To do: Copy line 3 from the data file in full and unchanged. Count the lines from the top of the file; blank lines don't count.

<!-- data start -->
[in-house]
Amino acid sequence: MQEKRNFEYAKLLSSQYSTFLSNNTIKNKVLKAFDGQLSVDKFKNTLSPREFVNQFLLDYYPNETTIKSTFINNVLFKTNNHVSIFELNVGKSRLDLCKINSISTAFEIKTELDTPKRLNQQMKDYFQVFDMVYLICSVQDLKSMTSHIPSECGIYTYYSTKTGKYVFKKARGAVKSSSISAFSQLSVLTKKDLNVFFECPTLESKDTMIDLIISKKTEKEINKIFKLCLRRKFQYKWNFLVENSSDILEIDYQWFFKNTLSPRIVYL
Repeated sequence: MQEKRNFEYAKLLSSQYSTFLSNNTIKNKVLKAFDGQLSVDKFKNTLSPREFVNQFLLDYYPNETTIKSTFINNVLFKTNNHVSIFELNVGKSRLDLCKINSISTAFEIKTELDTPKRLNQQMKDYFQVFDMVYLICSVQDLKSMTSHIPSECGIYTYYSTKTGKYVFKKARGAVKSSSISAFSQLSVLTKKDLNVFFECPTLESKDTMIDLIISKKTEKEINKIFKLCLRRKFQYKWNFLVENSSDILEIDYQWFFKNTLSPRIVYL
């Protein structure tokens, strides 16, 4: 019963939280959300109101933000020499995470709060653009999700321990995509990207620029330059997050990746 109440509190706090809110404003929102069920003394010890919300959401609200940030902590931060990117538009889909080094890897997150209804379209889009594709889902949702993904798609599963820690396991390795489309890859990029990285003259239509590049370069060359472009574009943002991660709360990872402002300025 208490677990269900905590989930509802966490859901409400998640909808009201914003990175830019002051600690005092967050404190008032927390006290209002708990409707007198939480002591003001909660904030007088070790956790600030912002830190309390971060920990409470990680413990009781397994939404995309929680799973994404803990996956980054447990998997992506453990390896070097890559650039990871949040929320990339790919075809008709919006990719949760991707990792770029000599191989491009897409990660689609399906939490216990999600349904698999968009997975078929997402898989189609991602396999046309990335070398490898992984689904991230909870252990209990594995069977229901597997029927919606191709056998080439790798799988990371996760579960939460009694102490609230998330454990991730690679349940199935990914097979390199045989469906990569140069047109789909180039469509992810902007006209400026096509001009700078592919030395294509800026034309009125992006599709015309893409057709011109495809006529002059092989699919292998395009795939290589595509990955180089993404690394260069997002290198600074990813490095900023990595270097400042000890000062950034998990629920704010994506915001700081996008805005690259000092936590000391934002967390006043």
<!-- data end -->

Repeated sequence: MQEKRNFEYAKLLSSQYSTFLSNNTIKNKVLKAFDGQLSVDKFKNTLSPREFVNQFLLDYYPNETTIKSTFINNVLFKTNNHVSIFELNVGKSRLDLCKINSISTAFEIKTELDTPKRLNQQMKDYFQVFDMVYLICSVQDLKSMTSHIPSECGIYTYYSTKTGKYVFKKARGAVKSSSISAFSQLSVLTKKDLNVFFECPTLESKDTMIDLIISKKTEKEINKIFKLCLRRKFQYKWNFLVENSSDILEIDYQWFFKNTLSPRIVYL